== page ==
August 14, 2018

How to Cancel a Timeshare After Grace Period

We’ve all done something we regret. You know, like the timeshare you purchased on a whim during a summer vacation to Maui in 2016 that now seems like an albatross around your neck. And if you realize your mistake even one day too late, the regret can seem like an insurmountable obstacle, doomed to hold you captive and force you to face the consequences for the rest of your life. Maybe it sounds dramatic, but a timeshare contract can seem like a formidable impediment to your happiness when all you want is out. After all, you own something you don’t want, something that cost thousands of dollars and will continue to cost even more down the road. But while canceling a timeshare contract after the grace period has ended is harder to do than when it hasn’t, it’s still possible. Take a look at some facts: What is a Timeshare Grace Period? In 1972, the Federal Trade Commission effectuated a “cooling off” period to protect U.S. consumers from buying things they might regret. For up to three days after the date of purchase, consumers who buy certain items from sellers within their own homes or at a seller’s temporary place of business (like a hotel room or convention center) can request and receive full refunds for their return. Many U.S. states have their own consumer protection laws that offer additional security against hasty, pressured and/or ill-informed purchases. Often, state laws extend the federal grace period, sometimes up to two weeks, granting consumers more time to realize their mistakes. What Are Your Options When It Has Ended? If you sign a timeshare contract and decide that owning this type of vacation plan is not for you after the grace period has ended (either by federal or state standards, whichever is greater), […]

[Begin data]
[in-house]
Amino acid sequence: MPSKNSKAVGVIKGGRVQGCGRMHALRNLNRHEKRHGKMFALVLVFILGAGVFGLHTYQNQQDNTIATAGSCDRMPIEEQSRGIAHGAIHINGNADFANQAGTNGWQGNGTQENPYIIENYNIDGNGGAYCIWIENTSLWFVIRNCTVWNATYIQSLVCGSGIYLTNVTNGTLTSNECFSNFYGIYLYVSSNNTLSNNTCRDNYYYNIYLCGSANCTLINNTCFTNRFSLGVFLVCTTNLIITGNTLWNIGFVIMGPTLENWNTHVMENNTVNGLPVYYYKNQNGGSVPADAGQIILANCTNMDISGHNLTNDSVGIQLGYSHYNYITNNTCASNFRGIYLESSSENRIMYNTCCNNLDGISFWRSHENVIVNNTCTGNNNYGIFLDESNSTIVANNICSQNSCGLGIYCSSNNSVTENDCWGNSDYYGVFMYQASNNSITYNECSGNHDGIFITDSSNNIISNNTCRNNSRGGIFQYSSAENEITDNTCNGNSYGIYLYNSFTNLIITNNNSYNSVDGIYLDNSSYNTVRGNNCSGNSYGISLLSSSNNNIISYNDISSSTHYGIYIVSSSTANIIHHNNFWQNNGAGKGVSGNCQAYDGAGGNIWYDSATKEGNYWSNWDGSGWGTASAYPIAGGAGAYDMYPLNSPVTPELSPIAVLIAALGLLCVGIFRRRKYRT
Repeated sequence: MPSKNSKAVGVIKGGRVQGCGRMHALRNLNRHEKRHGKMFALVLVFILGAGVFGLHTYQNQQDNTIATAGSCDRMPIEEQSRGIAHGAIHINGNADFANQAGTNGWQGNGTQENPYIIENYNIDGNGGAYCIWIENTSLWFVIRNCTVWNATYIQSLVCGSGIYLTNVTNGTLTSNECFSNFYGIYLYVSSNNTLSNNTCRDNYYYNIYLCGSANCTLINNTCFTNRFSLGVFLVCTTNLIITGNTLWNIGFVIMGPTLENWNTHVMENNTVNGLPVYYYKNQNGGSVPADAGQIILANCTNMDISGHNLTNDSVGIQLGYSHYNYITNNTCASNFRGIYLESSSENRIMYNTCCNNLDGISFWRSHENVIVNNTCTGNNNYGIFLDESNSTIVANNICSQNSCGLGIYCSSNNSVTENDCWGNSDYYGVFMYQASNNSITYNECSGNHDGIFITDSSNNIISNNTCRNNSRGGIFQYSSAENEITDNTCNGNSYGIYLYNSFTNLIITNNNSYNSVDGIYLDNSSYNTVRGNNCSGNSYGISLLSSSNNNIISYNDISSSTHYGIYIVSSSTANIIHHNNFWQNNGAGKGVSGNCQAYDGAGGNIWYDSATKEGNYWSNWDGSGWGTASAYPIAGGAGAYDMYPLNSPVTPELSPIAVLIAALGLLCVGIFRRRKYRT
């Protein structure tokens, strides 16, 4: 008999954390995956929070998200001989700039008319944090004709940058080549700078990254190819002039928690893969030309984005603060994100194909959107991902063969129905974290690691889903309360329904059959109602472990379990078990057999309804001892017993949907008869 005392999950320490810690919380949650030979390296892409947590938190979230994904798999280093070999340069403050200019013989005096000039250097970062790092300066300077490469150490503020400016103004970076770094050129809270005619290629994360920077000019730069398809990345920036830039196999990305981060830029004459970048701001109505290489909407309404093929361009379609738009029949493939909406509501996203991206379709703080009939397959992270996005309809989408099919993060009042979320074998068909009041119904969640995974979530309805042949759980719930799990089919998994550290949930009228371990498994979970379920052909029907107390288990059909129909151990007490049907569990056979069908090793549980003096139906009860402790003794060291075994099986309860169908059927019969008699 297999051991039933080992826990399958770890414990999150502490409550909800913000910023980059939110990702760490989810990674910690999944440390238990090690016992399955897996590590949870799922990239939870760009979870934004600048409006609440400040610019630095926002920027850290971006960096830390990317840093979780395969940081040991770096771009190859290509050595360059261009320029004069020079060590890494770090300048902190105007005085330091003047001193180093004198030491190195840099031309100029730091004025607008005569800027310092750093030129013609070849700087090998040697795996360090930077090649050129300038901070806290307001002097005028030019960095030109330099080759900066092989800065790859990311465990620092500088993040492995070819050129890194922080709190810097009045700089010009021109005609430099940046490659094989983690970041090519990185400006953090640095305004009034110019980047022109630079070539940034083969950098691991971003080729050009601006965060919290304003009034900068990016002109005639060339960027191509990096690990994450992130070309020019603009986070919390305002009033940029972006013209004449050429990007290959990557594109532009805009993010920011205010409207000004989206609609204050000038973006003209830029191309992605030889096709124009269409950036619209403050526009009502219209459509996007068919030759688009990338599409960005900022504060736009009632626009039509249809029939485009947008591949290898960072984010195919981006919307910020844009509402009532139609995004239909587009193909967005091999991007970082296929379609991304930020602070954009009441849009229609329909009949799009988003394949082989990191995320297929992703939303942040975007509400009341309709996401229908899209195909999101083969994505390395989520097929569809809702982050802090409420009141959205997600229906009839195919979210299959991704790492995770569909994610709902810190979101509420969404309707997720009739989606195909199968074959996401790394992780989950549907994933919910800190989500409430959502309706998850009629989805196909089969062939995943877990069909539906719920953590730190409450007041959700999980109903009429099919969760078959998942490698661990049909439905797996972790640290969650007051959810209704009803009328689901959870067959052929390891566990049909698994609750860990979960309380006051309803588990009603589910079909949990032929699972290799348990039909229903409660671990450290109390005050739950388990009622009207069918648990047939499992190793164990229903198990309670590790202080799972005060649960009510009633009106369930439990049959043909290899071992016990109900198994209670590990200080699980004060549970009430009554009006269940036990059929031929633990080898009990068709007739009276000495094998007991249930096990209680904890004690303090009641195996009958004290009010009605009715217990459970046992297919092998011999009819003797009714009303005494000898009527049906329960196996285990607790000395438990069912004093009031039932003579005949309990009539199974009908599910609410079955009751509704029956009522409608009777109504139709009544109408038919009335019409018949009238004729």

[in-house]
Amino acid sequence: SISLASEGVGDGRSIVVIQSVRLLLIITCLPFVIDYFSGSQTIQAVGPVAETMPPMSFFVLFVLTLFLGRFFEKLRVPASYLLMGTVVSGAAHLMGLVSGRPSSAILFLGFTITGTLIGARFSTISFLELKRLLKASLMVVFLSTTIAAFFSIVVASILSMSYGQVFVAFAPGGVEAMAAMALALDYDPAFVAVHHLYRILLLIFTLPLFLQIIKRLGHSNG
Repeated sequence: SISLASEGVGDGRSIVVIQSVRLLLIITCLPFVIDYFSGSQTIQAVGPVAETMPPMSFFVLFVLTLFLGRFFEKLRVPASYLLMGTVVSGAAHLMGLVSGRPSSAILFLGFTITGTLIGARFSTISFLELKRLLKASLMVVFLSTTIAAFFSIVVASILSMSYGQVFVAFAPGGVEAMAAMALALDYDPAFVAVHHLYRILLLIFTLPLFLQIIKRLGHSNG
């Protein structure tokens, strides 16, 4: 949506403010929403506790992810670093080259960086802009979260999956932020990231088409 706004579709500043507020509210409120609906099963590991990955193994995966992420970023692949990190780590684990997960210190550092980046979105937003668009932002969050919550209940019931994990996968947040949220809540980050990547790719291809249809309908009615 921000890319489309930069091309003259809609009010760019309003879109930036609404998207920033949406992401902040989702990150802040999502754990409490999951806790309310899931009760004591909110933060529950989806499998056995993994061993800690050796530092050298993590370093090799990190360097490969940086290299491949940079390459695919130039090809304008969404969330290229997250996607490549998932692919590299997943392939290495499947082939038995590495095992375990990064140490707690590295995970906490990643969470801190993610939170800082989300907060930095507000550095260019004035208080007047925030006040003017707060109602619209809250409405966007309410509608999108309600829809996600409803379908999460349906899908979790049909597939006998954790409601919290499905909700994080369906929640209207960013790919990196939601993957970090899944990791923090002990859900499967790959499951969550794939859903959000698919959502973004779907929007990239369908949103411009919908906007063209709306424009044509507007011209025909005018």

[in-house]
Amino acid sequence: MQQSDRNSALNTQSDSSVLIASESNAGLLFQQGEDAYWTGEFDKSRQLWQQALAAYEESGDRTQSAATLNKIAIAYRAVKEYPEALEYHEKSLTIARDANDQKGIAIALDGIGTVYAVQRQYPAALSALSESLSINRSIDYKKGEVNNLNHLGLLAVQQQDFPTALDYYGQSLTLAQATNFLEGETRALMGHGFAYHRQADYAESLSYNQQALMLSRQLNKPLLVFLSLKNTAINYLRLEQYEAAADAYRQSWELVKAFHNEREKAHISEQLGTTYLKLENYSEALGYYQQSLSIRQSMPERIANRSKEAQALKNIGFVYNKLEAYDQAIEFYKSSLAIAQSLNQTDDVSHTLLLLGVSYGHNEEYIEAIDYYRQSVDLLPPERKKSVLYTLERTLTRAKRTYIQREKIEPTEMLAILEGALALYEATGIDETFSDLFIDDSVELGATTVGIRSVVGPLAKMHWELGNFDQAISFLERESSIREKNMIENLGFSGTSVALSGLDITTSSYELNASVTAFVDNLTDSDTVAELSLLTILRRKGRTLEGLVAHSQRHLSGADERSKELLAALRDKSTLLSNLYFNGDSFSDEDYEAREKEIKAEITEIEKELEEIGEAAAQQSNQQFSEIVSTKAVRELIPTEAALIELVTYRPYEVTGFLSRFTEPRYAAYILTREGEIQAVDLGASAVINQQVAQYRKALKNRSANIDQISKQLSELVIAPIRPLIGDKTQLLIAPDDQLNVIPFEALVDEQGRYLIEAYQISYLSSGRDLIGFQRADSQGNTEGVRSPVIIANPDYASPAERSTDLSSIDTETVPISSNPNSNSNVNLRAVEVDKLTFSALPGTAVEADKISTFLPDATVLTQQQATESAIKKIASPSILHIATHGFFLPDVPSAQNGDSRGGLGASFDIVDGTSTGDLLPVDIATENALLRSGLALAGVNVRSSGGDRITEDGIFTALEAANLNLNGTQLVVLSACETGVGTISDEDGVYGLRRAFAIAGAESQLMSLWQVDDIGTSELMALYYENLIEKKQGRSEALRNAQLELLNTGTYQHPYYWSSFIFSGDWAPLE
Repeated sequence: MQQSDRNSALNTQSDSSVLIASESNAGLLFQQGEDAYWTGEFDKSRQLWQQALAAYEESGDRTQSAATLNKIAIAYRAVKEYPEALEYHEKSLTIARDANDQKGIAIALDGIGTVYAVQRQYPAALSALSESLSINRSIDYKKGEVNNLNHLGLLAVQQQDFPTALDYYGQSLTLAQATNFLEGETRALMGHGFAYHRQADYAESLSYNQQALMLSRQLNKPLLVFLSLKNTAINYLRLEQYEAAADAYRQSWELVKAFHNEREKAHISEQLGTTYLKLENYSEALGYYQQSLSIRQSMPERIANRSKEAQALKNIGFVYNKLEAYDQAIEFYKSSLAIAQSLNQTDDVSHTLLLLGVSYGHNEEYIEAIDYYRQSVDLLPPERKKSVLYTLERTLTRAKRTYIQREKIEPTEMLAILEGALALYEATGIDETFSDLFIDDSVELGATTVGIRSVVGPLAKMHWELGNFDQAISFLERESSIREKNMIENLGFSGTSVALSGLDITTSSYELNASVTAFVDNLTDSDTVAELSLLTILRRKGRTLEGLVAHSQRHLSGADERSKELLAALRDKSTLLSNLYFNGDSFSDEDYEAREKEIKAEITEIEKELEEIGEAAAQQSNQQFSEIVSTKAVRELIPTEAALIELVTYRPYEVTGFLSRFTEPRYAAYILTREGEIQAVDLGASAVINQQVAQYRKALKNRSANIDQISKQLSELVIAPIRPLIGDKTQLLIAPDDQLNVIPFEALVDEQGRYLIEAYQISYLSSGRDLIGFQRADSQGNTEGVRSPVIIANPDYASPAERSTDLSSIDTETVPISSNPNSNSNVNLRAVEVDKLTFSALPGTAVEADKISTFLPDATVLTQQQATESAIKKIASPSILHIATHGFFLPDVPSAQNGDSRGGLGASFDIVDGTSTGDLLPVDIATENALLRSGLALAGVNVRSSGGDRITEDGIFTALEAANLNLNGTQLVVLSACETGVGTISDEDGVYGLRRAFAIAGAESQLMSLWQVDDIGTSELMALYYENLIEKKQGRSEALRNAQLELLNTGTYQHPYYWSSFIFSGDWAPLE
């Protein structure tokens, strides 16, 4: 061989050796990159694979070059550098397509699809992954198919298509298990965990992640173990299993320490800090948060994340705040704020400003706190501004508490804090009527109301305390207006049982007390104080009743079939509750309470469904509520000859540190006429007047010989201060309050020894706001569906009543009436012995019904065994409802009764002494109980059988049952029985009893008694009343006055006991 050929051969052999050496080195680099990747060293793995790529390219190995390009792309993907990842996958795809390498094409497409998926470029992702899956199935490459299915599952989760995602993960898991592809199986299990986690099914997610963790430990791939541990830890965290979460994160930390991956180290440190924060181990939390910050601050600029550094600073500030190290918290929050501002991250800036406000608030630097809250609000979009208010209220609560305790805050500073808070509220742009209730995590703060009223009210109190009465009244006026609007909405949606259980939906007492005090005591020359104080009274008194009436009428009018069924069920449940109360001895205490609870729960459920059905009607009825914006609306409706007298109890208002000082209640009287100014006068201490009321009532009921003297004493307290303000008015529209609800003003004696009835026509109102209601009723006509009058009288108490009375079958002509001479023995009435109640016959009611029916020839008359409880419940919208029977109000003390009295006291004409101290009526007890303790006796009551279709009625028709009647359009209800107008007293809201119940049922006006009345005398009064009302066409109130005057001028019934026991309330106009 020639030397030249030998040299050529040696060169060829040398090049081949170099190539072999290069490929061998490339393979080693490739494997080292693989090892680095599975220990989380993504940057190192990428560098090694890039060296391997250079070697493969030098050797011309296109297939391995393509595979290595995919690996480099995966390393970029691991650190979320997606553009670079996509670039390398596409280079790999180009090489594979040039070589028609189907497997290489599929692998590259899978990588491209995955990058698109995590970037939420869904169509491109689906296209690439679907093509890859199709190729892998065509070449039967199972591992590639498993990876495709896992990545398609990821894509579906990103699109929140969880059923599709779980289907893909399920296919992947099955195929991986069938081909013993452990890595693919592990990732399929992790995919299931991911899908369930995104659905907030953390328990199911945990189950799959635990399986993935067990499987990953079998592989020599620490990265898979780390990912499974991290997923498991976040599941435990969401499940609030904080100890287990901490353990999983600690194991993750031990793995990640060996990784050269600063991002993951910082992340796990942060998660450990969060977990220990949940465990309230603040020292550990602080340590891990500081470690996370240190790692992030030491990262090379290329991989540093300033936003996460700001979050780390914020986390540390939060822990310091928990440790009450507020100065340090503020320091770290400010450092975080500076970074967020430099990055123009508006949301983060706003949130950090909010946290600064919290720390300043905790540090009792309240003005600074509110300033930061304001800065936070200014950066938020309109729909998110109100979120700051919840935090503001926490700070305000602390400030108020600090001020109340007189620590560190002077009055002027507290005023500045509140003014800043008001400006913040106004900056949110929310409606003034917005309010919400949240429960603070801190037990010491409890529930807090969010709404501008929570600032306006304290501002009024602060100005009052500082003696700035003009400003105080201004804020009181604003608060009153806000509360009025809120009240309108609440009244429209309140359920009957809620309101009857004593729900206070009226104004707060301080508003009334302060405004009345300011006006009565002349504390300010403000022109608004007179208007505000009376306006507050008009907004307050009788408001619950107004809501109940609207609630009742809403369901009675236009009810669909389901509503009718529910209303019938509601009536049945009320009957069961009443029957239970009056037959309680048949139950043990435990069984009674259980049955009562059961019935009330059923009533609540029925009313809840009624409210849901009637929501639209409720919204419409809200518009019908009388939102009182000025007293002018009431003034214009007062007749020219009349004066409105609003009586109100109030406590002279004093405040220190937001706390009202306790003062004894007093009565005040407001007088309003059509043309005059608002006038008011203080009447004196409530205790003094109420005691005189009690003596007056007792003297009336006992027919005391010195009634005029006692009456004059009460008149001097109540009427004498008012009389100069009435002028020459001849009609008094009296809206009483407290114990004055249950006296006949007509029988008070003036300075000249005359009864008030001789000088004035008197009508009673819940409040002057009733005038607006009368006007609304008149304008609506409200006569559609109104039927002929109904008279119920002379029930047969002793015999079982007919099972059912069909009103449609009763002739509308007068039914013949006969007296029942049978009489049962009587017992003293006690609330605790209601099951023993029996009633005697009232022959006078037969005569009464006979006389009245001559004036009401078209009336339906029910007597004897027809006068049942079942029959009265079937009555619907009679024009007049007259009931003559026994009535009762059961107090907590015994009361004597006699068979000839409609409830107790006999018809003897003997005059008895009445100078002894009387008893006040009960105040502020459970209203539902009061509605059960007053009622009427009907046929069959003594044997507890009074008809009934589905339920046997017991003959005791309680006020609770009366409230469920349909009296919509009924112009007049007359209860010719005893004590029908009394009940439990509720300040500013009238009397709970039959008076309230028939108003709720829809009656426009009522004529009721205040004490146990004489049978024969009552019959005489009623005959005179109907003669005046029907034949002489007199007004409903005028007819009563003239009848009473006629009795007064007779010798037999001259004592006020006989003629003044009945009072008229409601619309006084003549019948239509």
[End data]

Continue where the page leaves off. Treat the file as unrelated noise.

August 13, 2018

Timeshare Contract Cancellation

There are few things in life that are truly inescapable. A contract, contrary to what you might believe, is not one of them. Despite even the savviest attorney’s attention to detail, contracts can be amended, challenged and overturned, thus proving themselves not always the binding certainties that Ben Franklin so aptly claimed death and taxes to be. And while it’s not recommended that you sign a contract thinking that its turns can be easily changed or negated, it’s also not advisable to automatically assume you’re stuck with something just because you’ve signed your name on a dotted line. If you’re one of the 85% of timeshare owners who regrets the decision to buy timeshare, take a look at the following ways to cancel your timeshare contract and regain your peace of mind: Act Within the Right of Rescission Period The Federal Trade Commission maintains a “cooling off” rule that protects all U.S. consumers from the effects of making hasty or ill-informed purchases at their home or a seller’s temporary location, such as a hotel room or convention center. Under this federal guideline, consumers have up to three days to cancel a contract for the purchase of timeshare property within the United States. Some contracts will have their own cancellation terms stated explicitly within them, but this FTC statute provides further protection for consumers should they need it. In addition, most U.S. states have their own unique consumer protection laws that safeguard consumer rights when making a timeshare purchase. If a consumer is aware of their mistake in the first few days (and potentially up to a week or two depending on the state where the contract was signed), they are free to send written notice of their wish to cancel the timeshare contract and receive a full refund in return. […]